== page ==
USFWS ‘Vision’ may end ultralight-led migration

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Juvenile Whooping Cranes learning migration route, as seen from Operation Migration’s ultralight. – Photo operationmigration.org/InTheField/

Last year in a document outlining its “vision” for Whooping Crane conservation over the next five years, the U.S. Fish and Wildlife Service recommended that the Whooping Crane Eastern Partnership (WCEP*) switch to exclusively using adult Whooping Cranes to lead younger birds on southerly migrations each fall. Currently, the partnership relies on a mix of crane-led migrations, and those led by Operation Migration’s (OM) ultralight craft.

Operation Migration points to data derived from the WCEP database supporting the argument that the ultralight method is still the most successful thus far in terms of survivability, migratory behavior, and breeding success. In fact, this method most closely replicates the natural life history of the species in that OM teaches the young Whooping cranes a suitable migration route and cares for them until the following spring — just as adult Whoopers would.  However, if USFWS’s “vision” is adopted, the work begun in 2001 by OM towards building the eastern population of Whooping Cranes will come to an end.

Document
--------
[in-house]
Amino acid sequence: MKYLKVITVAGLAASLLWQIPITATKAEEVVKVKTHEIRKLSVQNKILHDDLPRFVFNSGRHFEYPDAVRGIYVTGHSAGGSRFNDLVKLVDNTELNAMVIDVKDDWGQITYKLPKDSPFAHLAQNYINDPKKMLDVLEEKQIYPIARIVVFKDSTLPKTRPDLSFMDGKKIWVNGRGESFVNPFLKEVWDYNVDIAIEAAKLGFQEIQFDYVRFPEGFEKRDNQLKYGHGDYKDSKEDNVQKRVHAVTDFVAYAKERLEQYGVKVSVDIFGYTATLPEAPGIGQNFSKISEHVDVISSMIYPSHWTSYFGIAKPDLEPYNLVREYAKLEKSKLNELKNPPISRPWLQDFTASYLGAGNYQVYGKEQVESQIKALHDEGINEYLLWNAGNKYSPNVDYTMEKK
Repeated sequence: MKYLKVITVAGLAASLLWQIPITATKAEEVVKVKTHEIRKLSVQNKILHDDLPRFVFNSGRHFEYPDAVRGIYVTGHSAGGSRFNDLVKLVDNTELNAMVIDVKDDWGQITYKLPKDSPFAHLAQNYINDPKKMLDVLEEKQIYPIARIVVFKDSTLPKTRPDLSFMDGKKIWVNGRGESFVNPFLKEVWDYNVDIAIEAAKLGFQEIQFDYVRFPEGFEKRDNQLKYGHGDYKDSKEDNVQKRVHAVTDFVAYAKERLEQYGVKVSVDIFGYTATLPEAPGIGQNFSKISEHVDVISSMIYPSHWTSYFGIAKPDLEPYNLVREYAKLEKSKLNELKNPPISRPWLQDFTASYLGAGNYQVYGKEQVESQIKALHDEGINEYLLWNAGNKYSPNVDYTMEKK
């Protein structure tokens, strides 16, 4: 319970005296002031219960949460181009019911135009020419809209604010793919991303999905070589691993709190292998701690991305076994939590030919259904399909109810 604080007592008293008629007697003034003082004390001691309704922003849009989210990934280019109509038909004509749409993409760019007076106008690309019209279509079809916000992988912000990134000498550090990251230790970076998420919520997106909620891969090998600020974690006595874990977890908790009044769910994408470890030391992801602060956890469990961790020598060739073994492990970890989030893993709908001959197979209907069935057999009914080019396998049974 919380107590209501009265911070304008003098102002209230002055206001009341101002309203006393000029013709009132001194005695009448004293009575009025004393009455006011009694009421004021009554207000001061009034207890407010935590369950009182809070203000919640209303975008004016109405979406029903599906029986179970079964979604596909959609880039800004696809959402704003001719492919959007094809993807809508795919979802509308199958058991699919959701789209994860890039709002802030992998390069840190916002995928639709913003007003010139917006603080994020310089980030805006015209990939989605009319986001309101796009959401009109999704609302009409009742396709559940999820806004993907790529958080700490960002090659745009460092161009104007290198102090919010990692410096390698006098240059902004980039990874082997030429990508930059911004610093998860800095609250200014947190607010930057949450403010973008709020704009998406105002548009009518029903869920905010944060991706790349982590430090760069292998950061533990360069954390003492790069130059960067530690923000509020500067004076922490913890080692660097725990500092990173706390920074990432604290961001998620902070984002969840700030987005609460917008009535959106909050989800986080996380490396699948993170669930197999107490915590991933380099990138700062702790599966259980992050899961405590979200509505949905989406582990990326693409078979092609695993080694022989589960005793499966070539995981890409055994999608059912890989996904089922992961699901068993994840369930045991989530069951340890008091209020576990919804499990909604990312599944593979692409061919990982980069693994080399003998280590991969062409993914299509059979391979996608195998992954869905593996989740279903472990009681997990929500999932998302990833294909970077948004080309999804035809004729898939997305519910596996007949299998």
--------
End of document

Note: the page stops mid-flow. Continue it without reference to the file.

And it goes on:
The WCEP is committed to working together to continue building the eastern migratory population of Whooping Cranes. The group will be discussing the U.S. Fish and Wildlife Service vision document at its January 20-21, 2016 meeting in Wisconsin as part of the development for the next five year strategic plan.

For those in support of continuing Operation Migration’s ultralight-led migrations, please click here to sign the petition: http://petitions.moveon.org/sign/safeguard-the-future

 

Questions and concerns about the USFWS vision document should be directed to Georgia Parham at USFWS (812-334-4261 x 1203, Georgia_Parham@fws.gov)

*WCEP founding members included U.S. Fish and Wildlife Service (USFWS), International Crane Foundation (ICF), Operation Migration (OM), Wisconsin Department of Natural Resources (WDNR), U.S. Geological Survey (USGS) Patuxent Wildlife Research Center, USGS National Wildlife Health Center, International Whooping Crane Recovery Team, National Fish and Wildlife Foundation and the Natural Resources Foundation of Wisconsin (NRF).  The Florida Fish and Wildlife Conservation Commission (FFWCC) have assisted the partnership since its inception.
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Juvenile Whooping Cranes following ultralight. Photo, operationmigration.org/InTheField/

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